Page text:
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Beauty Standards and Black Women in the Media

Posted by bwmm on July 9, 2009  

Do you know that black people had a film industry that we actually ran? Black filmmakers got to show a way or ways of life that they wanted to show and not what others wanted. We for a time controlled our images. They were called race movies, race films, separate cinema has posters from different eras of black movies (I don’t consider the 70’s black film movement or blaxploitation movies as a black controlled film industry) . The problem is not every ones image was in their control. By That I mean black women. Even though it was mostly a black run industry black women still didn’t get to show themselves or see themselves the way they wanted to be seen or the way they wanted to be shown. In many race films black women (love interest, hell most of the black women)were light skinned while black men could be dark as midnight. Of course there were dark skinned women, but they were more like the mothers, grandmothers, or big momma. This wasn’t always the case, but I sure saw enough of this in these movies to see that we were already creating this type of media influence that is hurting us today. Light skinned black men such as Herb Jeffries was considered to light so his skin was darkened.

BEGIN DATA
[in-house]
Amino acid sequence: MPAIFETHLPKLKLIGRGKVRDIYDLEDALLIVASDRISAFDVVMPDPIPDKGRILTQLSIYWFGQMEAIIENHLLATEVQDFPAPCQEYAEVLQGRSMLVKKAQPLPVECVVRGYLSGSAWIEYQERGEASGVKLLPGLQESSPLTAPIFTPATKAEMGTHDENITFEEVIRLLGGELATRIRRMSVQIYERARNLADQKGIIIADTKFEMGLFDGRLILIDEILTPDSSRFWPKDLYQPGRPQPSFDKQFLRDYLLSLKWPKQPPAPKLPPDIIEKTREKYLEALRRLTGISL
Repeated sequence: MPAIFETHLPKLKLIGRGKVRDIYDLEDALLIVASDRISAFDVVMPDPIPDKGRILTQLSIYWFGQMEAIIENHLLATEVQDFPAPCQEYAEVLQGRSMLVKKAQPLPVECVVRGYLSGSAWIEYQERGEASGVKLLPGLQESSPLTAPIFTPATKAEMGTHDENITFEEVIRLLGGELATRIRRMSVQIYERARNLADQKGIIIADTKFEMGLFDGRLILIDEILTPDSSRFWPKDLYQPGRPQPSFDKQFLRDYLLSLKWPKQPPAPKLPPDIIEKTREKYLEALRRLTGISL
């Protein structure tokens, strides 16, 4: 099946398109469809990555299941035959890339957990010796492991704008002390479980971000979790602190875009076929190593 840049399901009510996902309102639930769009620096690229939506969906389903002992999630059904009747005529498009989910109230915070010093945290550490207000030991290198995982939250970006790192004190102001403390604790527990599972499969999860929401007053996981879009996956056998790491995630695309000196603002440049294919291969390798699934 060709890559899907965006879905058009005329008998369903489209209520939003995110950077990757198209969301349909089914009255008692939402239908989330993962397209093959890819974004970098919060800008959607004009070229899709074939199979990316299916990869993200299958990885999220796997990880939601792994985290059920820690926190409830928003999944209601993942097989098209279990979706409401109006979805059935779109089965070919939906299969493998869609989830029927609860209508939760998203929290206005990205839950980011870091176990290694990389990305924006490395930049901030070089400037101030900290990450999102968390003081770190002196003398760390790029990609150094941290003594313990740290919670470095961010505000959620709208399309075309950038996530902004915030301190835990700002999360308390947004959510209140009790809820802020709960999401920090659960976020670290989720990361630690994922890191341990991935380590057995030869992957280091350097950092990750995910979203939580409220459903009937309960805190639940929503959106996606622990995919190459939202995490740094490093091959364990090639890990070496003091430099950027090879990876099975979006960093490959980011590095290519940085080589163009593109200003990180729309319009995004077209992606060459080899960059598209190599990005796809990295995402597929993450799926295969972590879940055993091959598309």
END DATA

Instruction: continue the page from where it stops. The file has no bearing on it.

I was casting a fantasy movie (a game some of friends play)and it was hard, because many of the actresses don’t represent the women I see on the daily either in my family or on the street. I yahooed black actresses. I clicked on Mahogany Cafe. As I was going through love that site. It’s a tribute to black women actresses in Hollywood I couldn’t help but think were are the dark skinned actresses? I began to notice they were in short supply. If I notice this from a website that is a tribute to black actresses then what does that tell people watching movies, tv etc.? I see the gamut of all shades of black women, but I don’t mostly see light and nothing else. So I left this site and in the search engine (of which I searched black actresses)I came across Abagond’s posts black-actresses, the-most-beautiful-black-actresses and I noted that out of all the dark skinned actresses there were only four Jill Marie Jones Gabrielle Union, Aissa Maiga (and she is a French film actress), Angela Bassett on the list. Even the Honourable mentions don’t represent most black women. Most black actresses whether they are light skinned are dark skinned barely get screen time and when they do it’s so treasured we still talk about them even when they are doing movies and shows every once in a blue moon.

The black-actresses topic was the one that really hit me. Because it’s what this blog is about and there was a quote that really caught me.

Spike Lee: “The way for black actresses to start getting more roles is for black women to start directing and producing their own films.”

There was a comment I especially liked and made me think in a way that I hadn’t before.